X-POSITION: Phoenix, Upstarts & More Tear Up Bowers & Sims' "X-Men '92"
To conclude the Anthropomorphism Retrospective, I bring you a group of characters you’ve probably never even heard of. And no, it isn’t Brute Force. (Don’t forget to peruse the archive! I actually keep it updated, now. *gasp*)
167. Conservation Corps
Here’s an obscure one. As far as I can tell, The Conservation Corps, created by Dan Nakrosis and Paul Castiglia, only had four appearances. I own three of ‘em. Their debut was in a crossover special with the Teenage Mutant Ninja Turtles. All of their adventures were published by Archie in the early ’90s. And, to answer your question, yes– they were as awesome as they look.
The team consisted of animals that were mutated by aliens into anthropomorphic super-heroes tasked with saving the environment. It sounds cheesy, and it was– gloriously so. You had Stone Hedgehog, with earth powers; Water Buffalo, with, naturally, aqua-powers; Firefly, with flame-y abilities; and Greenhorn, a rhino with plant power! In the second issue of their mini-series, they met their sister, Skyshark, who had dominion over the air and winds. Together, they taught about protecting the Earth’s ecology, and fought robots and evil aliens who wanted to mine and pollute, and also a giant oil-covered duck monster that was also a cyborg. Also? Radioactive living dinosaur skeletons. No foolin.’ That story ended on a cliffhanger, enticing readers to write in to demand a conclusion, but I don’t think anything ever came of it. Shame.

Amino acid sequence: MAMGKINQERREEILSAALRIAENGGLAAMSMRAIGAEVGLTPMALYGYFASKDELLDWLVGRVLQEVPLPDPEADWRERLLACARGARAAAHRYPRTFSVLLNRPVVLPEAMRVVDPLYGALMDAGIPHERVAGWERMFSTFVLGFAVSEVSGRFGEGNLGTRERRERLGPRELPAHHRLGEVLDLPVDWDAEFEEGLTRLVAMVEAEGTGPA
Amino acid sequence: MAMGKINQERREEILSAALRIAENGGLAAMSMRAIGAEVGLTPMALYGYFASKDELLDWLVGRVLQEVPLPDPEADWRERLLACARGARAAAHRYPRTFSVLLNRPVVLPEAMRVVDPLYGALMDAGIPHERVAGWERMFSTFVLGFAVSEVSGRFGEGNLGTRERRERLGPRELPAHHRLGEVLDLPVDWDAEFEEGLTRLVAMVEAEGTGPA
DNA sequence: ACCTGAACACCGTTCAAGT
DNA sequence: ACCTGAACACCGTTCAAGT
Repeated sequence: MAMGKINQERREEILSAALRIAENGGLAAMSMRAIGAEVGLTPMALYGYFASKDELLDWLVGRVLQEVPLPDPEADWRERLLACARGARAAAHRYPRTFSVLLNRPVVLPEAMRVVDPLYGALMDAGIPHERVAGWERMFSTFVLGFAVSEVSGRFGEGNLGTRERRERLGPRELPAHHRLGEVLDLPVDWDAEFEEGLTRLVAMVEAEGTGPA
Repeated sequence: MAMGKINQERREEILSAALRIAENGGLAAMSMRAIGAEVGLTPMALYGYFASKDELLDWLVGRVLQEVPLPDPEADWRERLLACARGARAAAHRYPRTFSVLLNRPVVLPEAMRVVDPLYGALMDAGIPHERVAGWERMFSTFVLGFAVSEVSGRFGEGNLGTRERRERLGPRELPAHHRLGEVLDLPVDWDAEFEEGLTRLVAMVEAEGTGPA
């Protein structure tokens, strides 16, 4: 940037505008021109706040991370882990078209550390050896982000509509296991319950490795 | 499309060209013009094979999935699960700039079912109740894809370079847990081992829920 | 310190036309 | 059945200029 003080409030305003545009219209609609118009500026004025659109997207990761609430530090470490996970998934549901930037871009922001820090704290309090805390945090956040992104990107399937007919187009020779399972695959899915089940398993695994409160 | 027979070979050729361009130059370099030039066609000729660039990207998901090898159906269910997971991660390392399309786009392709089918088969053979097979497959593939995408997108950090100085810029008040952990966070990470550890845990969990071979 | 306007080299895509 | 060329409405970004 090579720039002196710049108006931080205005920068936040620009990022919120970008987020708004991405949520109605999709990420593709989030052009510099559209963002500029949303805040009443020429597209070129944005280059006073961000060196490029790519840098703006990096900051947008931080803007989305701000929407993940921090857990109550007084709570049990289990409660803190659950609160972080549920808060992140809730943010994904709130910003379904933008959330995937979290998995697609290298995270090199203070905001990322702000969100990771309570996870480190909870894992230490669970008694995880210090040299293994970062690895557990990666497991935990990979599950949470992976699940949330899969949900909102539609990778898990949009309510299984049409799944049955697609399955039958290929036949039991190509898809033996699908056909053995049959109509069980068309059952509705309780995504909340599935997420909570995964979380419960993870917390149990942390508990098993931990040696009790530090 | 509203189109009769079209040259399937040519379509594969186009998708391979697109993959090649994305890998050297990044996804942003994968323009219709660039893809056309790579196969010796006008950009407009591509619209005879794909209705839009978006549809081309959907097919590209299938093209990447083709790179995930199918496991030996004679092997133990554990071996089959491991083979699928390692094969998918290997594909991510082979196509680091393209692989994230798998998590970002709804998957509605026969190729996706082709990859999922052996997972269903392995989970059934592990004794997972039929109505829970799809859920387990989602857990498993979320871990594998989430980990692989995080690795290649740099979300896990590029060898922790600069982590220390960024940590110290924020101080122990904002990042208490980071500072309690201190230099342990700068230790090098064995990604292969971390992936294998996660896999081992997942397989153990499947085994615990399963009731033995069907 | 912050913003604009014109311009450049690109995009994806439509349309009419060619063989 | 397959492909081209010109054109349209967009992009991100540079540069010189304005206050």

My favorite aspect of this comic was how kid-friendly it was. Sure, the stories were easy and fun and “safe” and the art was delightfully cartoony, but that wasn’t all. The back pages were filled with fun extras, including letter pages and contests and special offers and gorgeous pin-ups from comic greats like Stan Sakai, Scott Shaw!, Kevin Eastman, Joe Staton, Fred Hembeck, and Eric Shanower. But the greatest part was the Fan Art page, where the kids got to submit their own pieces for publication. The story and characters must’ve captured their hearts well enough for them to draw their own material! Feast on some cool kid art (as always, click to enlarge):
Another great fact? The book was printed on 100% recycled paper with soy ink! Haha! Saving the environment, one comic at a time.
And that’s all I have, really. The series was short-lived and simple, but it had a good message and was made with a lot of love, and that’s what counts. Anyone else remember these characters?
So– what have the funny animals taught us? If anything, they’ve shown the world that animals are people too, and deserve our love and respect. Putting animals in humanoid form has lead to some really cute, fun comics material, and produced some fantastic ideas and exciting merchandise. They can be used to comment on the human experience, satirize social situations, or simply entertain children and adults. God bless anthropomorphism.
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